When we walked into the selective cut shortleaf stand, we were astonished to find very little (less than 5%) of the trees had significant damage. Likewise in the control or unmanaged stand, the mature shortleaf showed little damage. Apparently the mature trees provided some protection for smaller trees in the midstory. The plantations will be salvaged as posts this summer and will be clearcut and replanted this next winter.
Next stop was the Pushmataha area. The ice storm had been less severe in this part of Pushmataha County. After summarizing plot data from 3 loblolly plantations planted in 1986, I found that average tree loss across the 3 stands ranged from 24-43% and averaged 33.1%. However, in naturally regenerated stands without fire (harvest cut was almost a clearcut) damage ranged from 4-17% and averaged 10.6% for all stands. Interestingly enough in natural regeneration stands where we have banked our regeneration using fire at 4-year intervals, we had less than 5% stem loss in each of 3 stands.
So what do we make this? First and perhaps most obvious, in severe ice storms, it doesn't matter what the pine species is in your plantation, particularly if they have been thinned in the past several years. Expect severe damage. Next it pays to have a diversity of management strategies for your forest holdings. Case in point - the selective cut. In the past I was very negative about using selective cutting as a regeneration/harvest strategy for shortleaf pine. Based on 18 years of watching this stand develop and seeing how it faired-almost no damage-in a severe ice storm, I have changed my tune. Further, economic analysis indicates a much higher rate of return under the scenario where cost-shares such as SIP and FIP are not available. Lack of cost-shares should ring a bell for some of you. Of the 6 forest management and regeneration strategies demonstrated at Robbers Cave, landowners always vote this number 1, after looking at economics and the aesthetics of the stand.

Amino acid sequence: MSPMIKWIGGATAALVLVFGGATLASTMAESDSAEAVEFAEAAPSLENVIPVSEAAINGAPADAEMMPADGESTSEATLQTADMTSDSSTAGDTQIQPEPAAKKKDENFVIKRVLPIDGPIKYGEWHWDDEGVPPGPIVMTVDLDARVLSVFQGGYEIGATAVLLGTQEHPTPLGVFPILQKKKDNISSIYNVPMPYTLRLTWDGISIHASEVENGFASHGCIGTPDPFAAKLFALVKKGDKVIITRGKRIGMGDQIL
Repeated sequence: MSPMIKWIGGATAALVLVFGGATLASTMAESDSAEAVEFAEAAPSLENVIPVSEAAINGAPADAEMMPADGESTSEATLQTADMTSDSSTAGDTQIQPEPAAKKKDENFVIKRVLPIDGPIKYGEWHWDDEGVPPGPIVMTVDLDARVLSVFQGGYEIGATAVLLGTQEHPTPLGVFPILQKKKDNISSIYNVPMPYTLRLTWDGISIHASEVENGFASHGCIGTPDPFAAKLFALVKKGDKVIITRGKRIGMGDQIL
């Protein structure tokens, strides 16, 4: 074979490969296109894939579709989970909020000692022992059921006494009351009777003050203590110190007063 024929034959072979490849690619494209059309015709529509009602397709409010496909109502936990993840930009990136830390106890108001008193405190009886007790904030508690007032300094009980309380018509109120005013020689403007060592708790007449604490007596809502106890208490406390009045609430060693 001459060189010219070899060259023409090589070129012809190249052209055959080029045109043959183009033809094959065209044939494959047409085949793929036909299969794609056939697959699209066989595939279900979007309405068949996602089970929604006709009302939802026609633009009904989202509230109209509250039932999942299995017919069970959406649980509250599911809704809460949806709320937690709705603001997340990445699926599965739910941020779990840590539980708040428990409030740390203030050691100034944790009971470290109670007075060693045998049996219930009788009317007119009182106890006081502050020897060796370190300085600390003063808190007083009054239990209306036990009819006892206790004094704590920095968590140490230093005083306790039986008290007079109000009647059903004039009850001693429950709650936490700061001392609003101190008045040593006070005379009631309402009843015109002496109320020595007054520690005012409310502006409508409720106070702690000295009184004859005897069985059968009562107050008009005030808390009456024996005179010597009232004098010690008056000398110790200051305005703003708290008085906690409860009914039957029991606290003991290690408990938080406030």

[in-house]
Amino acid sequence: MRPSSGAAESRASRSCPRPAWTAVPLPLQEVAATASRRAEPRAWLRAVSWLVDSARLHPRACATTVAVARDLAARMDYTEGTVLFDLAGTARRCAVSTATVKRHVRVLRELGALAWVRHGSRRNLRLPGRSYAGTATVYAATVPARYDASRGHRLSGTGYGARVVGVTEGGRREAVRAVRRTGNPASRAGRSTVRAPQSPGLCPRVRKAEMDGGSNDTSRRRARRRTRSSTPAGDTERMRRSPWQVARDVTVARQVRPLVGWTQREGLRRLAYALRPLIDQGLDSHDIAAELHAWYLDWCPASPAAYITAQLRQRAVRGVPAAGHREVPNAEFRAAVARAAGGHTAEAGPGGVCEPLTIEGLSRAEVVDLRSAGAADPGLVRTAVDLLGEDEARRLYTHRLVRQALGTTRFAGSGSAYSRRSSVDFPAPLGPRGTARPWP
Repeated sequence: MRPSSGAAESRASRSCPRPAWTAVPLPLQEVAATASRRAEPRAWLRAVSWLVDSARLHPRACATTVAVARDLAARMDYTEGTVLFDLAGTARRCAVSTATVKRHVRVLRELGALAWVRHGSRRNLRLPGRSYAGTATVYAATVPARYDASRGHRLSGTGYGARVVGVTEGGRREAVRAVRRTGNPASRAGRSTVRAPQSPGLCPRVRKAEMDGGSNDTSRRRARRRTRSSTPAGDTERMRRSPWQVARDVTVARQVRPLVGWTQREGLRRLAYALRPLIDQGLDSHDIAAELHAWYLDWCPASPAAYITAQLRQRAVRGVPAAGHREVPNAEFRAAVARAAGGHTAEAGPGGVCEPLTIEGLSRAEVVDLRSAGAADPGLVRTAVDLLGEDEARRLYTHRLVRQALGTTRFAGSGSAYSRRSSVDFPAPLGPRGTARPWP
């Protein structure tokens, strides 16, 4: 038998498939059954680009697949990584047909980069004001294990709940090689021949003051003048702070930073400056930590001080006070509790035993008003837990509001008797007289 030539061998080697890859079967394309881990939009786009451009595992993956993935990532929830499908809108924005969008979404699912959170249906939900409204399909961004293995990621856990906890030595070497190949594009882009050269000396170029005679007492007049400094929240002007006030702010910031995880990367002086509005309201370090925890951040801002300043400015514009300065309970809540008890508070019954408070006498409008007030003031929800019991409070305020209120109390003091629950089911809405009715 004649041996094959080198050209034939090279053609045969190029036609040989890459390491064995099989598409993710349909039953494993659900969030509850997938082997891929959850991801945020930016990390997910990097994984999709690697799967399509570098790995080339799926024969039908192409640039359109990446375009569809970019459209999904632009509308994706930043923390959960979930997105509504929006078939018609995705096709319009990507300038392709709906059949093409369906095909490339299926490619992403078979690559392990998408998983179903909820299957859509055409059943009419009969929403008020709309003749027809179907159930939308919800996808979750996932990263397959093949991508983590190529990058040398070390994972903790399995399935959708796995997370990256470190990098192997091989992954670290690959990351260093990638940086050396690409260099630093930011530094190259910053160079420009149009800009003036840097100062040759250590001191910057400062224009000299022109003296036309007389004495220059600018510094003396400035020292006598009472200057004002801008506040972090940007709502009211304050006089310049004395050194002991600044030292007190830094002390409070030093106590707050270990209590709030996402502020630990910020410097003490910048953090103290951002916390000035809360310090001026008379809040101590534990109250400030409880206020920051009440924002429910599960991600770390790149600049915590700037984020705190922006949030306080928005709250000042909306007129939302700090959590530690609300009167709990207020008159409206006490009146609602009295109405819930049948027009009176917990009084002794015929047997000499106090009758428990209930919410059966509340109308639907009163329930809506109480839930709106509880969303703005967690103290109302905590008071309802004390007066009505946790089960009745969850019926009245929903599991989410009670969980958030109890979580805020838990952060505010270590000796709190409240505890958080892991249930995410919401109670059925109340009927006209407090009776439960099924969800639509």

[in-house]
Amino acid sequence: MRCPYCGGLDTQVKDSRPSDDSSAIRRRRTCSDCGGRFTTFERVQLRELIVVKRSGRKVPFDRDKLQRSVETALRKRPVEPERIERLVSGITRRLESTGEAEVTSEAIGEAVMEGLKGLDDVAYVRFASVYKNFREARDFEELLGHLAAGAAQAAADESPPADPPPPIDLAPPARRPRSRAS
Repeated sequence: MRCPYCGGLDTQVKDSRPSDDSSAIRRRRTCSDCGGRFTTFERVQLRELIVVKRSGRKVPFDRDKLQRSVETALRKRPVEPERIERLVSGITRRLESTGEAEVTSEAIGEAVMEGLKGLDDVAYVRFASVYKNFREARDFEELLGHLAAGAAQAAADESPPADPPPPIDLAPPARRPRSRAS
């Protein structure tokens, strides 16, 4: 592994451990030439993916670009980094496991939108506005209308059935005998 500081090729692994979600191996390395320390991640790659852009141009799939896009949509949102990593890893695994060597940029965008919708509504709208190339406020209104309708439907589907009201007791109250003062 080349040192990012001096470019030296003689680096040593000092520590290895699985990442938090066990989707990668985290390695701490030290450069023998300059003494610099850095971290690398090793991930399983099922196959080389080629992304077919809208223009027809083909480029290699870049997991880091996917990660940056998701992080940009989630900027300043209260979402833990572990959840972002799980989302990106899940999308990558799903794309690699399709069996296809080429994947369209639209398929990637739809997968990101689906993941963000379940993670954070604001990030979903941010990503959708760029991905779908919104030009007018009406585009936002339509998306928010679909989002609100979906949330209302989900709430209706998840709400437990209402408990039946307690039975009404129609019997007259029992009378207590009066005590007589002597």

The importance of implementing several different forest management strategies was also shown on the Pushmataha area. Here with a less severe ice storm, we did see a significant difference between damage to natural shortleaf pine and plantation-grown loblolly pine. Interestingly enough, those natural stands that had been managed with periodic fire and exhibited characteristics of an uneven-aged stand (trees in 4 distinct age-classes) faired better than the even-aged naturally regenerated stands.
The take home message for this is that in light to moderate ice storms, naturally regenerated shortleaf fares better than planted loblolly pine (north of its native range). In severe ice storms, it doesn't matter. When you thin, don't thin every stand in the same year. Our observations were that recently thinned plantations were prone to greater ice damage. Here a long-term forest management plan that takes into account the potential risk associated with ice storms when targeting thinning dates, will pay out. A lot of factors influence the potential for loss in a given ice storm; storm severity, species of tree, age of stand, time since thinning, type of thinning (mid-story vs. canopy) and overall stand structure. And finally I recommend that you diversify your forest management strategy. Maintain some of your stands as even-aged stands and others as uneven-aged stands. Also maintain some natural and some plantation stands, after all, ice storms don't happen every year. Diversification is one of the oldest hedges against risk.
Robbers Cave Area
|click on photo for detailed view|